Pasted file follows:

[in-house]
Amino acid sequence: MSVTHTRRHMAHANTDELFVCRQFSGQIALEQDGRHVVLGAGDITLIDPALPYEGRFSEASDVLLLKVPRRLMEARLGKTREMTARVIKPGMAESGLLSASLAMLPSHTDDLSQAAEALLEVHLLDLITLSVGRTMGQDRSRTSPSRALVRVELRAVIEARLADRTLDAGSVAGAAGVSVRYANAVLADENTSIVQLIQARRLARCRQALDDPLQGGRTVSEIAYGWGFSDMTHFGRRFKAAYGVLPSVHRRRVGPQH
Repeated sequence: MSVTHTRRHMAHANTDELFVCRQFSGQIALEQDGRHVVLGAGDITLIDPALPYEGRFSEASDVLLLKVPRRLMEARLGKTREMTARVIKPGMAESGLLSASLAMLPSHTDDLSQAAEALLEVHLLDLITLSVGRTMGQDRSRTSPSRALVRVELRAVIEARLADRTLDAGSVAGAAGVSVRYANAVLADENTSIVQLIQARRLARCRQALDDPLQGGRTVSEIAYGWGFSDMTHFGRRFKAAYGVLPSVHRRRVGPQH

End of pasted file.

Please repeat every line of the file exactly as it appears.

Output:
[in-house]
Amino acid sequence: MSVTHTRRHMAHANTDELFVCRQFSGQIALEQDGRHVVLGAGDITLIDPALPYEGRFSEASDVLLLKVPRRLMEARLGKTREMTARVIKPGMAESGLLSASLAMLPSHTDDLSQAAEALLEVHLLDLITLSVGRTMGQDRSRTSPSRALVRVELRAVIEARLADRTLDAGSVAGAAGVSVRYANAVLADENTSIVQLIQARRLARCRQALDDPLQGGRTVSEIAYGWGFSDMTHFGRRFKAAYGVLPSVHRRRVGPQH
Repeated sequence: MSVTHTRRHMAHANTDELFVCRQFSGQIALEQDGRHVVLGAGDITLIDPALPYEGRFSEASDVLLLKVPRRLMEARLGKTREMTARVIKPGMAESGLLSASLAMLPSHTDDLSQAAEALLEVHLLDLITLSVGRTMGQDRSRTSPSRALVRVELRAVIEARLADRTLDAGSVAGAAGVSVRYANAVLADENTSIVQLIQARRLARCRQALDDPLQGGRTVSEIAYGWGFSDMTHFGRRFKAAYGVLPSVHRRRVGPQH